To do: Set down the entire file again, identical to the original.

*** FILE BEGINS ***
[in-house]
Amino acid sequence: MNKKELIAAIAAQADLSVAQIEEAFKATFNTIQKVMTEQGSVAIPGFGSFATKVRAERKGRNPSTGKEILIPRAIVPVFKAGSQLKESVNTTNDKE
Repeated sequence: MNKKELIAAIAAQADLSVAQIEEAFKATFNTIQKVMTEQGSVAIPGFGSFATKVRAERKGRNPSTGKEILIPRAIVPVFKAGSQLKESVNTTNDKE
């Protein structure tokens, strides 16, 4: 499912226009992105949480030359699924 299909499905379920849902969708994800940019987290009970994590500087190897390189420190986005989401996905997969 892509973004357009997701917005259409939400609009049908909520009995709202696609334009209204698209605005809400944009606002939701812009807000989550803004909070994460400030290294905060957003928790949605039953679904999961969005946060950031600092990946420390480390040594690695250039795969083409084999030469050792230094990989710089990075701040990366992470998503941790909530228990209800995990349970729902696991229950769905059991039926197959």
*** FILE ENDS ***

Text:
[in-house]
Amino acid sequence: MNKKELIAAIAAQADLSVAQIEEAFKATFNTIQKVMTEQGSVAIPGFGSFATKVRAERKGRNPSTGKEILIPRAIVPVFKAGSQLKESVNTTNDKE
Repeated sequence: MNKKELIAAIAAQADLSVAQIEEAFKATFNTIQKVMTEQGSVAIPGFGSFATKVRAERKGRNPSTGKEILIPRAIVPVFKAGSQLKESVNTTNDKE
């Protein structure tokens, strides 16, 4: 499912226009992105949480030359699924 299909499905379920849902969708994800940019987290009970994590500087190897390189420190986005989401996905997969 892509973004357009997701917005259409939400609009049908909520009995709202696609334009209204698209605005809400944009606002939701812009807000989550803004909070994460400030290294905060957003928790949605039953679904999961969005946060950031600092990946420390480390040594690695250039795969083409084999030469050792230094990989710089990075701040990366992470998503941790909530228990209800995990349970729902696991229950769905059991039926197959």